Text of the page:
ALBANY—Andrew Cuomo may have put a freeze on the possibility of fracking in New York, but the supply of fracked natural gas coming into the state from elsewhere is greater than ever.
Last year, a record number of New York City’s buildings converted from oil to gas. And even as the governor defers a decision on whether to permit fracking in the name of a very long health study, his
administration is pushing aggressively to convert coal-burning power plants to cleaner-burning natural gas.
In other words, New York is growing ever more reliant on fracking, even if none of that fracking is happening here.
This development is less random than it may seem.Quite apart from environmental concerns, the state’s growing reliance on natural gas comes down to simple economics, said Tom Rumsey, vice president of the New York Independent System Operator, which runs the state power grid.
“You’re seeing a very strong shift in the last couple years,” he said. “The main reason is natural gas is a cheap fuel.”
New York’s recently released long-term energy plan calls for an increase in natural-gas consumption and a shift away from oil as well as coal.
New York ought to “encourage and support oil-to-gas conversions ... to accelerate investments in natural gas distribution,” according to the plan.
Natural gas already accounts for about a third of the state’s total energy usage. Meanwhile, Rumsey said, the amount that comes from burning coal has declined to approximately 38 percent, down from about half.
New York City is seeing a particularly widespread conversion of large buildings to natural gas, after a pipeline connected from Pennsylvania to Manhattan last year. In 2013, at least 1,300 large buildings in the city converted from oil to natural gas, up from 300 in 2011, according to Con Edison.
Nationally, there is such an abundant supply of domestic natural gas that its use, as a percentage of overall consumption, is expected to continue to grow significantly in the next few decades.
In 2018, the U.S. will export more natural gas than it imports, according to the U.S. Energy Information Administration. President Obama calls it the “bridge fuel” that will take the country from its dirty-fueled past to a future powered by renewable energies like solar and wind. Under Obama, through a combination of technological advancements and support from Washington, natural gas drilling and usage has already increased dramatically, even as federal regulators implement new emissions restrictions that will push yet more plants away from coal to gas.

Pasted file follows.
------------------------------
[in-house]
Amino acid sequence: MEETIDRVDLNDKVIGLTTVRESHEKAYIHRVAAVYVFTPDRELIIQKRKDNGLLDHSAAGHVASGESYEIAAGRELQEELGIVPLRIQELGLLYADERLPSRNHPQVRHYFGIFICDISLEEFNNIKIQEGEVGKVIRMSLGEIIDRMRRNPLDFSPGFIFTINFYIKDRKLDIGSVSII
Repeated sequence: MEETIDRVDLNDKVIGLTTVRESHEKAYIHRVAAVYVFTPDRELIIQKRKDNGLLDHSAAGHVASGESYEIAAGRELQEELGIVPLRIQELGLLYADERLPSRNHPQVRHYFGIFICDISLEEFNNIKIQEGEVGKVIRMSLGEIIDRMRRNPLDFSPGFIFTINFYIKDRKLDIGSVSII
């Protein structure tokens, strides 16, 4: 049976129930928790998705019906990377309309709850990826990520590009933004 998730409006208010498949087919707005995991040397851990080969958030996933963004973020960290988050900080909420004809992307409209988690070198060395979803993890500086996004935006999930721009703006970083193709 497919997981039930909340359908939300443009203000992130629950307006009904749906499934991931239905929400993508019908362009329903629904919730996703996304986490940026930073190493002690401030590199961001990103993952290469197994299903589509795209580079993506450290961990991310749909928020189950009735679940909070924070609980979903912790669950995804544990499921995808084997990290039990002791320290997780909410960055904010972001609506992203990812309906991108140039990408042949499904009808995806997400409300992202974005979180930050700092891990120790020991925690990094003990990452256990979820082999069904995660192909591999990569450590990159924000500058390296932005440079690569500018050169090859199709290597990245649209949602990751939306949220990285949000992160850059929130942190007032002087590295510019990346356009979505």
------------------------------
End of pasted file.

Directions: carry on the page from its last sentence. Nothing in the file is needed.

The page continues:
About half the homes in the U.S. now use natural gas for heating, including 3.9 million in New York.
The most efficient, and least polluting way to transport natural gas is pipeline, which are usually opposed by local landowners and environmental groups. The ramp-up in domestic production will likely mean more of them, in New York and elsewhere. Oil is typically delivered by diesel truck, which also produces emissions.
The Marcellus shale basin has changed demand for gas in New York because because of its proximity and rapid production, said Mike Ford, an economist with the federal Energy Information Administration. He said the biggest challenge facing the state is the lack of pipelines to transport the gas from Pennsylvania. The Constitution pipeline will bring gas directly from the Marcellus to Schoharie County, outside of Albany. Another pipeline under consideration would bring fracked gas across New York to New England.
Governors in six New England states joined together this winter to call for more natural gas supplies to their states, even though some have banned fracking there or are considering doing so. Gas prices have spiked during the cold of the last two winters and the governors called for an additional one billion cubic feet of gas line capacity to alleviate jumps in utility bills across the entire region.
Critics have referred to an increased reliance on natural gas as a dangerous precedent, at a time when New York appears to be falling short of its goal to shift 30 percent of the electrical grid to renewables by the end of next year. Natural gas expansion puts that goal out of reach, and deflects spending on alternative energy sources, environmentalists argue.
Still, Energy Information Administration data shows Obama’s “bridge fuel” theory could also come true here, according to Ford.
In New York, E.I.A. projections over time show eventually natural gas usage will grow flat as renewables increase and squeeze out other types of fuel, Ford said.
“Natural gas is more apparent in the short term, but in the long-term we see renewables playing a bigger and bigger role,” he said.
This article appeared in the April issue of Capital magazine.